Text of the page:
Missouri Headwaters are Central to Montana History (Part 2 of 2)

When the Corps of Discovery returned to St. Louis in September 1806, fur trappers already were on their way to the new country. In North Dakota, after meeting a group of trappers heading upriver, the Corps’ John Colter left the expedition and returned to the country he fondly recalled. In 1808, Colter and John Potts were trapping at the three forks when they encountered Blackfeet hunters and warriors. Potts was killed, and Colter was given a chance to escape. The Blackfeet took his clothes and allowed him to run for his life. Grabbing a spear from his closest pursuer, Colter was able to make a kill and create a diversion. Upon reaching the Madison River, he hid among driftwood. The Indians gave up the search, and Colter began a seven-day “walk,” minus clothes or footwear, to a trading post 200 miles away at the confluence of the Bighorn and Yellowstone rivers east of modern-day Billings.


Despite this incident, Colter returned several times to the forks. In 1810, he was part of a group that established a trading post here. When Indians attacked the post and killed several traders, Colter left and vowed never to return.


In the early 1860s, Frank Dunbar built the first home in the Gallatin Valley at the headwaters. By 1863, settlers were arriving in the valley and Gallatin City came alive on the land between the point where the Jefferson and Madison already are joined at the Gallatin’s entrance. The goal was to make this a river “port,” but the founders didn’t consider, or know about, the five “great falls” well to the north that blocked steamboat traffic. When the pioneers realized their town had no future, they abandoned it. Then in 1865, Gallatin City II was established. A ferry crossing accessed the mining camps to the west. The town served as an agricultural center until 1883, when the railroad, coming through the Gallatin Valley, passed it two miles to the south. Even before that, Bozeman’s growing presence spelled the end to Gallatin City’s second try. For a while, it was the seat of Gallatin County and boasted a flourmill, stores, a stage stop and a hotel. Only the skeleton of the hotel remains.


During Gallatin City’s final years, a couple of miles to the south, Three Forks’ predecessor, called “an English Nobility Colony” in “Montana Place Names” – essentially a small group of cabins – sputtered, along with a toll bridge that spanned the area’s wetlands and the Madison and Jefferson rivers. In 1882, the present town of Three Forks gained a hold. When the rails reached it, the town’s future was secured.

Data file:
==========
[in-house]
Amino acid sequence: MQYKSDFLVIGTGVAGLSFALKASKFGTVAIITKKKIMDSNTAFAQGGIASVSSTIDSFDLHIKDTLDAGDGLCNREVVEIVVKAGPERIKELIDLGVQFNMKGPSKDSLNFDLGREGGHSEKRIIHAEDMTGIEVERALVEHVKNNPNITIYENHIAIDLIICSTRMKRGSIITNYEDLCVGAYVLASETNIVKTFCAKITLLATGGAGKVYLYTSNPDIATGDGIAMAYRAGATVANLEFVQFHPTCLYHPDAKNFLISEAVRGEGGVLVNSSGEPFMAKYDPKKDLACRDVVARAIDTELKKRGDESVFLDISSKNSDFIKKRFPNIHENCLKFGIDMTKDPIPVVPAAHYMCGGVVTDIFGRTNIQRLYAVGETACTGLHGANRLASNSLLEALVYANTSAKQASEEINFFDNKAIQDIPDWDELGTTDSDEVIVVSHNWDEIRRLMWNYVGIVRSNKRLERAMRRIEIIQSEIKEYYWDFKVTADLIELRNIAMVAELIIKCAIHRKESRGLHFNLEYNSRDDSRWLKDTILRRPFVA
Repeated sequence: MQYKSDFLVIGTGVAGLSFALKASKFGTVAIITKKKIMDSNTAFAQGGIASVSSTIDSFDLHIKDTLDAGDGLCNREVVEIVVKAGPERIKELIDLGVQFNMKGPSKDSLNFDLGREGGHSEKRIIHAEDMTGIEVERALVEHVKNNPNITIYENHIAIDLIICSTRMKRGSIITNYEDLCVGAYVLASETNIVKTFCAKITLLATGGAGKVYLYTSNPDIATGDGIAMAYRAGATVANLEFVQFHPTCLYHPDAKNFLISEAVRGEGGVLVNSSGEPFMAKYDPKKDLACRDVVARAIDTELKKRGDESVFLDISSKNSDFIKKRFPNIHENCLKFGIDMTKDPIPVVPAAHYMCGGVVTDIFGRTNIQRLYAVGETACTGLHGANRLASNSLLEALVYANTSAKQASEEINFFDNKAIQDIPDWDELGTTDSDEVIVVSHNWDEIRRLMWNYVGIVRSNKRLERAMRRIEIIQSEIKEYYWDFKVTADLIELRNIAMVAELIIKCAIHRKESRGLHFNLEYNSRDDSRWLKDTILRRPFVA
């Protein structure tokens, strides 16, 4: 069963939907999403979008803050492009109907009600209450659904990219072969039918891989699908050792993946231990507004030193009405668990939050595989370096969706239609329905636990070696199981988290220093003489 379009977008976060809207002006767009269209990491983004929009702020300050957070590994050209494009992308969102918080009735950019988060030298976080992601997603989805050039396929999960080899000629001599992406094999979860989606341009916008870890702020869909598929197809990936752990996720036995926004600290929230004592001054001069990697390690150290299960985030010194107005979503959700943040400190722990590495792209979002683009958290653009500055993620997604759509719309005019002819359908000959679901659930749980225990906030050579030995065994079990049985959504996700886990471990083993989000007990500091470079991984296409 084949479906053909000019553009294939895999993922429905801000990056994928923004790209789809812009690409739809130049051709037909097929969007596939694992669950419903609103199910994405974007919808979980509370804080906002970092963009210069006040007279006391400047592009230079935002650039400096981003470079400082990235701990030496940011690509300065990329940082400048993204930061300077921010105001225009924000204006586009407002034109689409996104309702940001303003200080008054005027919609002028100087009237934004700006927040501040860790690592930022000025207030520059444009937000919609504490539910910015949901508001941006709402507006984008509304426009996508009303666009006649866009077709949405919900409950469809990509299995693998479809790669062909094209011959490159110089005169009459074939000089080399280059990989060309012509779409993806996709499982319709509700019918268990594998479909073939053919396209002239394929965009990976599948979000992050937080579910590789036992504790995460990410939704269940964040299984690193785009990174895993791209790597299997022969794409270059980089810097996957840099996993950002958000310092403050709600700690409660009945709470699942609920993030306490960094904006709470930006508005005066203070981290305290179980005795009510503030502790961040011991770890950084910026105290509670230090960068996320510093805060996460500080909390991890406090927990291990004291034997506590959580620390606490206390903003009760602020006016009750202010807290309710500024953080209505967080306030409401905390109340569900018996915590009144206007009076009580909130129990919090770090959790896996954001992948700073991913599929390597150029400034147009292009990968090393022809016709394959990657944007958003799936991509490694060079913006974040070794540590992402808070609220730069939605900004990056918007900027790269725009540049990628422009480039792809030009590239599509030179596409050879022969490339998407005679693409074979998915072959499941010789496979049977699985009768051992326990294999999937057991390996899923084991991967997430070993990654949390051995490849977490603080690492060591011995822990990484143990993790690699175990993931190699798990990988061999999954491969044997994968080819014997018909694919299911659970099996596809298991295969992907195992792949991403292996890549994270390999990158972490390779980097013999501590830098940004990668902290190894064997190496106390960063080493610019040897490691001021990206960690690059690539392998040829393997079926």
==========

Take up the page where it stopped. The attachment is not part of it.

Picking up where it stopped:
The landscape at the headwaters has much the same appearance as when the Corps of Discovery and the fur trappers spent time here. One of Montana’s historical staging areas, those periods still permeate the atmosphere of this place. And there is nothing shy about it. The Gallatin, Madison and Jefferson come in with plenty of water and power to give the Missouri an enviable starting surge – no trickles, springs or snowmelt to kick it off. At the exact place where the big Missouri goes forth, there is no mistaking it for a stream – it is clearly a major river from the get go.


Where the Madison and Jefferson unite, just prior to the Gallatin merging in, is the point the U.S. Geological Survey considers to be the start of the Missouri. In their terms, the Gallatin is just another river entering the Missouri. History and contemporary feelings are that the waterway isn’t the Missouri until the Gallatin makes its contribution.


Today’s Missouri Headwaters State Park, which takes in the area surrounding the forks, was the idea of Clark Maudlin. While visiting the place with his family in 1928, he recognized its historical importance and set out to purchase the land. He then donated it to the state of Montana. The park opened in 1951.


Rick and Susie Graetz

University of Montana


Photo: The Madison River near Three Forks flows toward where the Missouri River starts with the Montana’s Spanish Peaks in the distance. (Photo by Rick and Susie Graetz)